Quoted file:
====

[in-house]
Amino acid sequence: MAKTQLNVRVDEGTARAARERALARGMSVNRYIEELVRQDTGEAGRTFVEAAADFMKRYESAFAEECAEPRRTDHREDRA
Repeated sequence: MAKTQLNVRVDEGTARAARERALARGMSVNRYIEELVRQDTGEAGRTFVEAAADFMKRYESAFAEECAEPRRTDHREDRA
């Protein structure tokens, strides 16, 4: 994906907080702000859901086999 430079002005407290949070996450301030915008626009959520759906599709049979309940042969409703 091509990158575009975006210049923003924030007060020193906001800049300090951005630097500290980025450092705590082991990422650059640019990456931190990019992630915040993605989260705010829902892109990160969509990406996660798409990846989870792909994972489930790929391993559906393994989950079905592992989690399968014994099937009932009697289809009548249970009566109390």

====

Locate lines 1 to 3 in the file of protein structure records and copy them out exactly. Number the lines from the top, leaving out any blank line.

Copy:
[in-house]
Amino acid sequence: MAKTQLNVRVDEGTARAARERALARGMSVNRYIEELVRQDTGEAGRTFVEAAADFMKRYESAFAEECAEPRRTDHREDRA
Repeated sequence: MAKTQLNVRVDEGTARAARERALARGMSVNRYIEELVRQDTGEAGRTFVEAAADFMKRYESAFAEECAEPRRTDHREDRA